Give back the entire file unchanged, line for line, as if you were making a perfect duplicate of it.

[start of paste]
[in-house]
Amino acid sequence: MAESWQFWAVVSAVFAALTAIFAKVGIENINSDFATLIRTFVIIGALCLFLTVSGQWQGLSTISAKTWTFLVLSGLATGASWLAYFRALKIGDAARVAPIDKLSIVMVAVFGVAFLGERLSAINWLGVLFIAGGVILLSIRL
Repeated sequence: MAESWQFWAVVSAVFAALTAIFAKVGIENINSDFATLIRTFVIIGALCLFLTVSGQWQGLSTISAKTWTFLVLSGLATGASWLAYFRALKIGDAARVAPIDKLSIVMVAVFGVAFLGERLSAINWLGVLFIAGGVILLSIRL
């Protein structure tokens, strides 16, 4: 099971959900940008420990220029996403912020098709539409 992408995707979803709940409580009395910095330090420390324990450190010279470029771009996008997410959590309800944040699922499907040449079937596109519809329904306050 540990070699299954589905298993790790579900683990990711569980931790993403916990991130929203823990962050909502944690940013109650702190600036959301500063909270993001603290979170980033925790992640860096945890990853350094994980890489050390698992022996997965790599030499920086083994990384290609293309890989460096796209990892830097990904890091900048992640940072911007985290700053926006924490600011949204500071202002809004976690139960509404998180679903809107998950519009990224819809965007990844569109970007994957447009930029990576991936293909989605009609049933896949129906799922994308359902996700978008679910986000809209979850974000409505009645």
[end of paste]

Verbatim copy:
[in-house]
Amino acid sequence: MAESWQFWAVVSAVFAALTAIFAKVGIENINSDFATLIRTFVIIGALCLFLTVSGQWQGLSTISAKTWTFLVLSGLATGASWLAYFRALKIGDAARVAPIDKLSIVMVAVFGVAFLGERLSAINWLGVLFIAGGVILLSIRL
Repeated sequence: MAESWQFWAVVSAVFAALTAIFAKVGIENINSDFATLIRTFVIIGALCLFLTVSGQWQGLSTISAKTWTFLVLSGLATGASWLAYFRALKIGDAARVAPIDKLSIVMVAVFGVAFLGERLSAINWLGVLFIAGGVILLSIRL
């Protein structure tokens, strides 16, 4: 099971959900940008420990220029996403912020098709539409 992408995707979803709940409580009395910095330090420390324990450190010279470029771009996008997410959590309800944040699922499907040449079937596109519809329904306050 540990070699299954589905298993790790579900683990990711569980931790993403916990991130929203823990962050909502944690940013109650702190600036959301500063909270993001603290979170980033925790992640860096945890990853350094994980890489050390698992022996997965790599030499920086083994990384290609293309890989460096796209990892830097990904890091900048992640940072911007985290700053926006924490600011949204500071202002809004976690139960509404998180679903809107998950519009990224819809965007990844569109970007994957447009930029990576991936293909989605009609049933896949129906799922994308359902996700978008679910986000809209979850974000409505009645």